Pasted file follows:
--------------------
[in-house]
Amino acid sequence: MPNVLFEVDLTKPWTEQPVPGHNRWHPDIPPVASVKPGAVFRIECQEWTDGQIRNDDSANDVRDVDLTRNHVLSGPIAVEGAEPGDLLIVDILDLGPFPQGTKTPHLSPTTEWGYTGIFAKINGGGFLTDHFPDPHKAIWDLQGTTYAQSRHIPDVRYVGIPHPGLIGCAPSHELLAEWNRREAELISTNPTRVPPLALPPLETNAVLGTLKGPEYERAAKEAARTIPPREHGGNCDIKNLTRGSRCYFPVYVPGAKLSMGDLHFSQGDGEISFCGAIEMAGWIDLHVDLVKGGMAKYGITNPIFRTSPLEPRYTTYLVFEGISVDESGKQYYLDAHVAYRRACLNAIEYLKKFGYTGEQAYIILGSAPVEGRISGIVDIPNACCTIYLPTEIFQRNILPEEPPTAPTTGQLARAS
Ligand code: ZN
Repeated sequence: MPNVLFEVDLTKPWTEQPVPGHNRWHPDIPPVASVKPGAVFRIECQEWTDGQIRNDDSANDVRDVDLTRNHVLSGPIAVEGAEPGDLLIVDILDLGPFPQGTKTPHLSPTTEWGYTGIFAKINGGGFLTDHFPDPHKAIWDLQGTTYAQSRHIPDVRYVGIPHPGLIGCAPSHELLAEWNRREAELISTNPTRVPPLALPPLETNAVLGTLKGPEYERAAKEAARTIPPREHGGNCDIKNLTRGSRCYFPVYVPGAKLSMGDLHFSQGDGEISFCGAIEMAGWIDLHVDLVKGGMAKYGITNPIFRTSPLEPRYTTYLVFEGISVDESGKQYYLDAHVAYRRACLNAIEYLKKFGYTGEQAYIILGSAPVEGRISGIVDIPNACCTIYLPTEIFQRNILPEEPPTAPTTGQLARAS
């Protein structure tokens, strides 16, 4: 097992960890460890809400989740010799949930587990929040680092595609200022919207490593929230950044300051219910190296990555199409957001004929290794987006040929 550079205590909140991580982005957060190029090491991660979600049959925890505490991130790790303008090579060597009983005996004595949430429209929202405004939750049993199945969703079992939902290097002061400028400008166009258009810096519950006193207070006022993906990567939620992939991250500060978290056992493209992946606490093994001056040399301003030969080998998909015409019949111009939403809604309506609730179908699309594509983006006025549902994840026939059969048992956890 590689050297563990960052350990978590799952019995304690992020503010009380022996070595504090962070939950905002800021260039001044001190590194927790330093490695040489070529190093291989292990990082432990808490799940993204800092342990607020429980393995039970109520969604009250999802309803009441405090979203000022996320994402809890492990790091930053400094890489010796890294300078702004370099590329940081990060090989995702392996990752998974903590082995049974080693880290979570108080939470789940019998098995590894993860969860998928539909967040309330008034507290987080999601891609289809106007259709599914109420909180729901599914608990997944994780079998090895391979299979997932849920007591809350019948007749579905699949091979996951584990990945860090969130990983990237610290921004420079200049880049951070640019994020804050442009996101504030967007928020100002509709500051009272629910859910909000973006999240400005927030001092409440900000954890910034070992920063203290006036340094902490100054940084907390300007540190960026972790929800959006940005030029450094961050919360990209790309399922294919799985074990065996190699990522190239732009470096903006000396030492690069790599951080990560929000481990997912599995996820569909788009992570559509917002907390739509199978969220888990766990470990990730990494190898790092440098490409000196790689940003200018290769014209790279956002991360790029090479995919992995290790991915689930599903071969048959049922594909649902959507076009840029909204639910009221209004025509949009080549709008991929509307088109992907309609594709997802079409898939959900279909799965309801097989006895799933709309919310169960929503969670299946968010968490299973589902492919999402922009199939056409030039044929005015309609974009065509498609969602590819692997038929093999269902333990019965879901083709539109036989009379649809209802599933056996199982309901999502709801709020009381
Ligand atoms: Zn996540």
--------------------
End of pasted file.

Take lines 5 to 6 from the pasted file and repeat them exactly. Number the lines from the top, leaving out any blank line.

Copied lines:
């Protein structure tokens, strides 16, 4: 097992960890460890809400989740010799949930587990929040680092595609200022919207490593929230950044300051219910190296990555199409957001004929290794987006040929 550079205590909140991580982005957060190029090491991660979600049959925890505490991130790790303008090579060597009983005996004595949430429209929202405004939750049993199945969703079992939902290097002061400028400008166009258009810096519950006193207070006022993906990567939620992939991250500060978290056992493209992946606490093994001056040399301003030969080998998909015409019949111009939403809604309506609730179908699309594509983006006025549902994840026939059969048992956890 590689050297563990960052350990978590799952019995304690992020503010009380022996070595504090962070939950905002800021260039001044001190590194927790330093490695040489070529190093291989292990990082432990808490799940993204800092342990607020429980393995039970109520969604009250999802309803009441405090979203000022996320994402809890492990790091930053400094890489010796890294300078702004370099590329940081990060090989995702392996990752998974903590082995049974080693880290979570108080939470789940019998098995590894993860969860998928539909967040309330008034507290987080999601891609289809106007259709599914109420909180729901599914608990997944994780079998090895391979299979997932849920007591809350019948007749579905699949091979996951584990990945860090969130990983990237610290921004420079200049880049951070640019994020804050442009996101504030967007928020100002509709500051009272629910859910909000973006999240400005927030001092409440900000954890910034070992920063203290006036340094902490100054940084907390300007540190960026972790929800959006940005030029450094961050919360990209790309399922294919799985074990065996190699990522190239732009470096903006000396030492690069790599951080990560929000481990997912599995996820569909788009992570559509917002907390739509199978969220888990766990470990990730990494190898790092440098490409000196790689940003200018290769014209790279956002991360790029090479995919992995290790991915689930599903071969048959049922594909649902959507076009840029909204639910009221209004025509949009080549709008991929509307088109992907309609594709997802079409898939959900279909799965309801097989006895799933709309919310169960929503969670299946968010968490299973589902492919999402922009199939056409030039044929005015309609974009065509498609969602590819692997038929093999269902333990019965879901083709539109036989009379649809209802599933056996199982309901999502709801709020009381
Ligand atoms: Zn996540």